Originally published in Willow Springs 85
From the author
Notes on “Nastic Movements”, “Department of Dream Justice” and “Nevada Augury”
“Department of Dream Justice” is haunted by the idea of home and the question of reconstructing oneself after the loss of one’s home, or country, particularly as a parent, and especially as an immigrant parent. I’m often drawn to writing about displacement, and the sense of alienation, but this piece in particular attempts to reconcile the need for intimacy and security with realities of life. I reference a line from the song “La Pistola y El Corazón” by Los Lobos, a beautiful song that claims that there’s no cure for emotional pain.
I started writing “Nevada Augury” during a cross-country road trip with the man I was newly engaged to. At the time I was working on poems that explored the idea of abandon—both the sense of abandon and leaving something behind. The poem finished itself a couple years later, after the sudden death of that relationship. It now seemed the desert had forecasted, or forewarned this ending, and that the abandonment I wrote about might’ve been a premonition. I love Pieter Brueghel and his depiction of how foolish human nature is.
As for “Nastic Movements,” one night during a walk, I noticed a patch of dandelions, all closed up. Dandelions react to darkness, like tulips and poppies and many other flowers. These dandelions, though, looked like they have lost their ‘heads,’ and they made me think of different ways people lose their heads . . . to war, death, trauma, stupidity, love, deception. I wrote the ending lines of the poem first, including the image of a letter falling apart in rain, which I stole from Will Christopher Baer’s novel Kiss Me, Judas.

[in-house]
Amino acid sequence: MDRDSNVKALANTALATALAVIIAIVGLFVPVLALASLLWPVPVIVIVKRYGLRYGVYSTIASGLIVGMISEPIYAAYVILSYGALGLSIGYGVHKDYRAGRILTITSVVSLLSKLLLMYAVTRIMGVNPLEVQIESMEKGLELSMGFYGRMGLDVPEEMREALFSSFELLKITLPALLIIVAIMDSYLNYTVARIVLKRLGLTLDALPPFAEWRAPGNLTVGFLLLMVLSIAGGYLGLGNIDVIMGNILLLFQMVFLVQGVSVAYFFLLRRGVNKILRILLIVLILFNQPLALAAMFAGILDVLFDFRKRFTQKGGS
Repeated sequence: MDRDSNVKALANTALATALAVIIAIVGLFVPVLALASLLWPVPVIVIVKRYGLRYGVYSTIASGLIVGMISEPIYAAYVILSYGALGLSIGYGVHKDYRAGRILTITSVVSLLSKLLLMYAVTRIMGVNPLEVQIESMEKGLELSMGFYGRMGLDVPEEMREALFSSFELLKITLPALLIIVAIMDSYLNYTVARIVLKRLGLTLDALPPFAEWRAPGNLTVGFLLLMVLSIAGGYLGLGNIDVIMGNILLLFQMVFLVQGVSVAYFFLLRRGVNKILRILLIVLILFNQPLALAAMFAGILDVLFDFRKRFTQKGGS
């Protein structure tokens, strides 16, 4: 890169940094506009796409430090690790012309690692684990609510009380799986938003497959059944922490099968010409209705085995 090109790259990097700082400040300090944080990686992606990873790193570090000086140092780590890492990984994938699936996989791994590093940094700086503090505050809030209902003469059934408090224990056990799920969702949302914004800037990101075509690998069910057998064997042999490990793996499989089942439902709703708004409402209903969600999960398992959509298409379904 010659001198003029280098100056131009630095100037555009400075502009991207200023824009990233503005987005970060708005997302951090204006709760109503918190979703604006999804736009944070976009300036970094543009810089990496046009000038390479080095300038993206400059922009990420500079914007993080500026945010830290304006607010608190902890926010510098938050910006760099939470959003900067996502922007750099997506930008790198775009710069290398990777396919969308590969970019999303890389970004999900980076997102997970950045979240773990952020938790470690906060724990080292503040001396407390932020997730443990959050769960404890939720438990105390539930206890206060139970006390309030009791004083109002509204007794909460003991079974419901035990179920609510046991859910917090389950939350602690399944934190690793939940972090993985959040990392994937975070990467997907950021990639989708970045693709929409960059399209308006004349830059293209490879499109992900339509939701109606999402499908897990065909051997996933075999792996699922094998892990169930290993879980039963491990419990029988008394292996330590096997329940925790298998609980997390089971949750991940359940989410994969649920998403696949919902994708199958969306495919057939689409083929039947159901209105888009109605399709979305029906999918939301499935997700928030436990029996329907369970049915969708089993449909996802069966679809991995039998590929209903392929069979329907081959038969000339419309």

Music, Food, Booze, Tattoos, Kittens, etc.
I used to be a big fan of Robert Smith and The Cure. I bought Disintegration at 13 from the local Jugoton, the chain record store in former Yugoslavia (Jugoton had a very limited selection of imported music), and every other of their albums from friends who travelled abroad. I wrote to The Cure fanclub in London and would in turn receive fat parcels filled with their newsletter and fan stories and black & white photocopies of the band. I also loved Siouxsie Sioux, Jesus and Mary Chain, Sisters of Mercy, The Smiths, Bauhaus (lots of alternative 70s and early 80s) and heaps of Yugo bands that are unknown to the American audience. Punk rock in particular meant a lot in Yugoslavia. It was a way to mock and attack the establishment… that kind of expression was very uncharacteristic of a communist country. It tricked us into thinking that having music as an outlet was freedom. My hometown, Rijeka, has always had a rich and distinctive music scene, and I grew up surrounded with phenomenal musicians. And I believe music made me the writer I am. I listen to music daily. Recently I’ve been listening to the Verve, Low, Nothing, the Black Ryder, Girls, the Mexican duo Lorelle Meets the Obsolete. I love their moodiness, their dark, sultry atmospherics. But I also love lots of Beck, Brian Eno, Tricky, David Sylvian, John Cale, Sparks, the Kinks, etc.
About Andrea Jurjević
Andrea Jurjević grew up in Rijeka, Croatia, in the former Yugoslavia, before immigrating to the United States. Her debut poetry collection, Small Crimes, won the 2015 Philip Levine Poetry Prize, and her book-length translations from Croatian include Mamasafari (Diálogos Press, 2018) and Dead Letter Office (The Word Works, 2020). Her work has appeared, or is forthcoming, in The Believer, TriQuarterly, The Missouri Review, Gulf Coast and The Southeast Review, among others. She was the recipient of a Robinson Jeffers Tor Prize, a Tennessee Williams Scholarship from the Sewanee Writers’ Conference, a Hambidge Fellowship, and the 2018 Georgia Author of the Year award. Andrea lives in Atlanta, Georgia, and teaches at Georgia State University.